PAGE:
The vessel 10 is also provided with means for connecting the vessel 10 to the furnace gas. In the disclosed construction the means includes fitting 26 which is connectable to a source of the carburizing gas as hereinafter described.
In accordance with the invention, The vessel is also provided with an inlet tube or feed pipe 32 which has an inlet 34 in communication with the inlet passage 26. The outlet end 40 of the inlet tube is located in the passage 42 and proximate the end 19 of the vessel. The end 40 is also adjacent the inlet 44 of the measuring probe to deliver the gases to be measured into the probe. The feed pipe 32 has a small diameter (0.089" I.D.) selected to move the gas quickly to the inlet 44 of the probe to minimize the catalytic contact time of the gas on any surfaces prior to exposure to the measuring elements in the probe. The system includes a flow meter 67 with a valve to change the flow rate. The desired volume flow rate is 1 to 10 ft.3 /hr. and the desired linear flow rate will range from 300 ft./min. to 4000 ft./min. The preferred linear flow rate is 1500 ft./min. The vessel outer wall is provided with a outlet 71 which controls the pressure internally of the vessel and provides a balance to the flow rate through the feed pipe 32. An outlet 71 having a diameter of 0.1" or 2.5 mm has been successfully tested with a feed tube having this diameter. A positive pressure is maintained in the vessel interior to prevent backflow of atmospheric gas into the vessel through opening 71. The flow drops adjacent the inlet 44 down to 4 feet per minute because of the large cross-section of the area inside of the vessel when a 1.75 inch ID is employed. The desired linear flow rate is 1 to 10 ft./min. and the preferred linear flow rate is 4 ft./min. As an alternative to the aperture 71, an exhaust tube 70 is provided with a fitting 72. The tube 70 is used when discharge of the measured gases into the atmosphere or furnace is not appropriate.
The gas to be reacted in the endothermic generator, air and natural gas, is delivered to the furnace 27 by a circuit which includes a conduit 48, pump 50 and other conventional apparatus including a mixing carburetor 52, meter 54, reaction gas inlet and a control panel 61 which regulates the flow of gas and gas mixture in accordance with the sensed data provided by the probe 12. The endothermic atmosphere is withdrawn from the generator by gas pipe 64. The end 17 of the probe 12 is desirably about one inch from the end 19 of the vessel. The end 40 of the feed pipe 32 is desirably about four inches from the end 19. Such an arrangement has provided good results. These dimensions were employed in subsequently described tests.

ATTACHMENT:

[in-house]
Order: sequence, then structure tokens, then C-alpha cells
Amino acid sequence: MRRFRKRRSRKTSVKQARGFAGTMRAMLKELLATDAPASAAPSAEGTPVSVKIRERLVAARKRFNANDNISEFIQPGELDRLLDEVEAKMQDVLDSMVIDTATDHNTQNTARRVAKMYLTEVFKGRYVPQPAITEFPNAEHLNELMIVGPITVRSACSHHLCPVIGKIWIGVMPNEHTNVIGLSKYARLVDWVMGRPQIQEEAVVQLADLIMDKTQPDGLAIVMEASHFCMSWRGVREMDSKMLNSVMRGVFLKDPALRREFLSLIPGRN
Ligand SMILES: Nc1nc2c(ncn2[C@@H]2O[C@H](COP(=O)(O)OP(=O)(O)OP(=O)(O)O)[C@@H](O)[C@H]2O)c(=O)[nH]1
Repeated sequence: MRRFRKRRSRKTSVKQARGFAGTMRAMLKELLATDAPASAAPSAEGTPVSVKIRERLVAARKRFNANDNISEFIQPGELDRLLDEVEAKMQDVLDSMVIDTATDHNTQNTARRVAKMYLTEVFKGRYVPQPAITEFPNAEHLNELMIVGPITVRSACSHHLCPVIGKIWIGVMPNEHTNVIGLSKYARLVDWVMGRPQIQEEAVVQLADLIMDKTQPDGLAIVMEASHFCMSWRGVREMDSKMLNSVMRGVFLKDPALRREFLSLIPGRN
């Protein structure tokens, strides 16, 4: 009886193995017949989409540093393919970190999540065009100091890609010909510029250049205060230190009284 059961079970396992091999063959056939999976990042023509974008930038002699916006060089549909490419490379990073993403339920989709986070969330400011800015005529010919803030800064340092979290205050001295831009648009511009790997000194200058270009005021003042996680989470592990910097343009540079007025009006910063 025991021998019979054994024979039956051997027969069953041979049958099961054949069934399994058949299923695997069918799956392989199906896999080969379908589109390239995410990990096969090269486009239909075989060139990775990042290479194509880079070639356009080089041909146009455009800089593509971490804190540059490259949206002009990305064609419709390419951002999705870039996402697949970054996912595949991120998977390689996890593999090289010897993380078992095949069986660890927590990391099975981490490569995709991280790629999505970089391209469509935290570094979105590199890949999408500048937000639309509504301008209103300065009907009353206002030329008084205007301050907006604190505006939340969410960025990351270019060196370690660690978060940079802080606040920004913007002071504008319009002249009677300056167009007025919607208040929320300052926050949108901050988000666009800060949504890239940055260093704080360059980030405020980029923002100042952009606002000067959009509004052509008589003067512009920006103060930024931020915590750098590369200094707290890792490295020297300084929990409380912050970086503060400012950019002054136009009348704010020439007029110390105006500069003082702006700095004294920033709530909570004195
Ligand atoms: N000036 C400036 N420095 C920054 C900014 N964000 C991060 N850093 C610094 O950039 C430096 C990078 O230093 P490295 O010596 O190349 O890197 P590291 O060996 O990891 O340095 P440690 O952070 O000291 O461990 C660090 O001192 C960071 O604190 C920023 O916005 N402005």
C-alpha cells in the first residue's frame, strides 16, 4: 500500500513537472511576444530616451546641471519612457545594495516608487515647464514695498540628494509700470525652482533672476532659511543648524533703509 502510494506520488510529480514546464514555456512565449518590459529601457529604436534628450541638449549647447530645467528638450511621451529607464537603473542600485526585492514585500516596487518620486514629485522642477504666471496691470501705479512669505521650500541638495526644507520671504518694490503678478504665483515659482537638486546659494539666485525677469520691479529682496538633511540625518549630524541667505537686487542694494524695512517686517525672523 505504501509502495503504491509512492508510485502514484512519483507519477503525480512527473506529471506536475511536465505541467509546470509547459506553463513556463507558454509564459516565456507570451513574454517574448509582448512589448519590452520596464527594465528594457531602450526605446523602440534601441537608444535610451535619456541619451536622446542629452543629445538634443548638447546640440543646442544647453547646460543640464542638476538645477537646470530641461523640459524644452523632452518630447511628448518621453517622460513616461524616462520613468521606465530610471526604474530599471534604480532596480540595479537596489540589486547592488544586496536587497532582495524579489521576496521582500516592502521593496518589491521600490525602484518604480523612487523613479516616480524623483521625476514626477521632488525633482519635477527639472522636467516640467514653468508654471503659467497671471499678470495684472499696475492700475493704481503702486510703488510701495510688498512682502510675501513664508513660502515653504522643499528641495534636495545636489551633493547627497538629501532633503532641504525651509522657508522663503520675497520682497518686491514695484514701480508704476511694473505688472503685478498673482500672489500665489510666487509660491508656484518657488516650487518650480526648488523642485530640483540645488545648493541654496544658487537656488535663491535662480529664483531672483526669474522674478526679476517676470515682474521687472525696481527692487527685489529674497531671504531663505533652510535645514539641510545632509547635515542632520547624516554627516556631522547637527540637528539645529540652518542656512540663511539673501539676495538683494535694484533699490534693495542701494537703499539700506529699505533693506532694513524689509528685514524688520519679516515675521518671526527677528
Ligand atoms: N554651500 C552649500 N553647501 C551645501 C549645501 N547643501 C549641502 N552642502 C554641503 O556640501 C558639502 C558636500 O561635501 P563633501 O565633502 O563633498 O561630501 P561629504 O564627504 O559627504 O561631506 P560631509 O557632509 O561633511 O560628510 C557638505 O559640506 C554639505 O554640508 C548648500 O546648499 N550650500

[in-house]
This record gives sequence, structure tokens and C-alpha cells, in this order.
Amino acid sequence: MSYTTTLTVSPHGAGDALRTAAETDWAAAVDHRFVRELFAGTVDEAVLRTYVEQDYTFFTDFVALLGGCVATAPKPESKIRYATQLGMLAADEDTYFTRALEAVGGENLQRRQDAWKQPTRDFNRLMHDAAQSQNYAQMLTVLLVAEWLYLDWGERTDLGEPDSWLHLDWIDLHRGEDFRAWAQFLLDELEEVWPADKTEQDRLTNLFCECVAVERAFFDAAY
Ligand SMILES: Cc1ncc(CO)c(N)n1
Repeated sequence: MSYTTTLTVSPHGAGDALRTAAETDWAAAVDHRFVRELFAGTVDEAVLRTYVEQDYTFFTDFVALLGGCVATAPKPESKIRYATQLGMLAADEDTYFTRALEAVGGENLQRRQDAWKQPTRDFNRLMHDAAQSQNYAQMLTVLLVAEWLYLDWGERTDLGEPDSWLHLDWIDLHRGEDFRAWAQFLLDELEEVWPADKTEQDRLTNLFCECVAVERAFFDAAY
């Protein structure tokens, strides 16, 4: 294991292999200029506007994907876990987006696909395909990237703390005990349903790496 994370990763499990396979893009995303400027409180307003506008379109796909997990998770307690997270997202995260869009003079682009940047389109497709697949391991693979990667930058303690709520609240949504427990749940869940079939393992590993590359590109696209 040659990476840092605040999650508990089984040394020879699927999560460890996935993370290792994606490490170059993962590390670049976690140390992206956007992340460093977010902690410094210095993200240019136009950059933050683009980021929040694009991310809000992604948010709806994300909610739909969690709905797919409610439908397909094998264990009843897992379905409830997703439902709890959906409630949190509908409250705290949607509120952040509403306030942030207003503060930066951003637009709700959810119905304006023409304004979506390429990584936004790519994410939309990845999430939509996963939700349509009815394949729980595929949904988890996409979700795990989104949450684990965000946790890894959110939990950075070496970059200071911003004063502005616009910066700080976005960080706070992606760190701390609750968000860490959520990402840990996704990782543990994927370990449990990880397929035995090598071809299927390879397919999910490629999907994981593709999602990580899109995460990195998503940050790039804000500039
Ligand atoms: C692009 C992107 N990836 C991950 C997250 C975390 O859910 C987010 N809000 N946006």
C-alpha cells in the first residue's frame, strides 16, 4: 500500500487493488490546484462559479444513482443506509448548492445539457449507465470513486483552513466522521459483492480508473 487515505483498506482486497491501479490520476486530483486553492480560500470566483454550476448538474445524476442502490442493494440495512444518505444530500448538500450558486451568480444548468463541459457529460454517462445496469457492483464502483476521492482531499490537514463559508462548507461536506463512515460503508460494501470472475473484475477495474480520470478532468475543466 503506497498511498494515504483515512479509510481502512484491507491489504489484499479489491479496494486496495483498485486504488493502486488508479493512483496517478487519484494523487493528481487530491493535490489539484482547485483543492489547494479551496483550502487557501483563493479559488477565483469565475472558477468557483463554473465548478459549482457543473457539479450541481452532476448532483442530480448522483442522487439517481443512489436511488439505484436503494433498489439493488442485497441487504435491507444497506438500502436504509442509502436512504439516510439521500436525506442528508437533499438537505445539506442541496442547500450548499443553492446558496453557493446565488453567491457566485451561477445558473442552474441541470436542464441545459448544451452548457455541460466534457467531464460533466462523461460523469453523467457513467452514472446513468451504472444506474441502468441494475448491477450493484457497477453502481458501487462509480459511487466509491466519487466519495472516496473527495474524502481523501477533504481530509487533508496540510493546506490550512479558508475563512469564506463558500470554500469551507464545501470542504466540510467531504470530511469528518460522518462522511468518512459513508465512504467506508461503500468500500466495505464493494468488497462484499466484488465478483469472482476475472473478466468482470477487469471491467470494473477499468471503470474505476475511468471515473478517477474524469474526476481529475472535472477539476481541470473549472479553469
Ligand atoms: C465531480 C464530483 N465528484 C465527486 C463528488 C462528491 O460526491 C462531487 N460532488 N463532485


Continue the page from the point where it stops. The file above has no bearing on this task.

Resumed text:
In tests conducted using the above measuring system we have found agreement between the dew point calculated from the emf of the oxygen probe and the appropriate thermodynamic data and measured dew point of the gas sampled from an endothermic generator. For example, the relationship between the dew point, D.P., in °C. as a function of temperature, T, in °K. and oxygen probe output, E, in millivolts and hydrogen content, H2, in %. These results may be represented by the following equation: ##EQU1##
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|U.S. Classification||205/784.5, 204/424, 204/409, 204/428, 204/427|
|International Classification||G01N1/22, G01N33/00|
|Cooperative Classification||G01N1/2247, G01N33/0011|
|European Classification||G01N1/22F, G01N33/00D2A|
|Apr 11, 2000||REMI||Maintenance fee reminder mailed|
|Jun 22, 2000||FPAY||Fee payment|
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|Jun 22, 2000||SULP||Surcharge for late payment|
|May 7, 2001||AS||Assignment|
Owner name: FURNACE CONTROL CORP., WISCONSIN